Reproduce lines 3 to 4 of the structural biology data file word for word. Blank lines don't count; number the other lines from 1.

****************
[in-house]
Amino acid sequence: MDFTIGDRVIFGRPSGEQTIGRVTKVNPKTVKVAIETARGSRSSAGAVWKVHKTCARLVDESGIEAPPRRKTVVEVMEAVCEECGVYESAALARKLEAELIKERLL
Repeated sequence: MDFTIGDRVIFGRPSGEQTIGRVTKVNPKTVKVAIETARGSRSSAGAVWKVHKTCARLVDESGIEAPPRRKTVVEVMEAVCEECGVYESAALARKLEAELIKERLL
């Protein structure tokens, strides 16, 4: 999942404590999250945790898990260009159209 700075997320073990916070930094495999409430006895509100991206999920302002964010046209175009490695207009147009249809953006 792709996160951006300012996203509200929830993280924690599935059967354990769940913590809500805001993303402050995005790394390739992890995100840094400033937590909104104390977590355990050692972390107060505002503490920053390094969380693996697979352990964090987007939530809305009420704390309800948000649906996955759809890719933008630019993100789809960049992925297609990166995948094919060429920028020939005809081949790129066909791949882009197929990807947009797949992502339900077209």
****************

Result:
Repeated sequence: MDFTIGDRVIFGRPSGEQTIGRVTKVNPKTVKVAIETARGSRSSAGAVWKVHKTCARLVDESGIEAPPRRKTVVEVMEAVCEECGVYESAALARKLEAELIKERLL
């Protein structure tokens, strides 16, 4: 999942404590999250945790898990260009159209 700075997320073990916070930094495999409430006895509100991206999920302002964010046209175009490695207009147009249809953006 792709996160951006300012996203509200929830993280924690599935059967354990769940913590809500805001993303402050995005790394390739992890995100840094400033937590909104104390977590355990050692972390107060505002503490920053390094969380693996697979352990964090987007939530809305009420704390309800948000649906996955759809890719933008630019993100789809960049992925297609990166995948094919060429920028020939005809081949790129066909791949882009197929990807947009797949992502339900077209």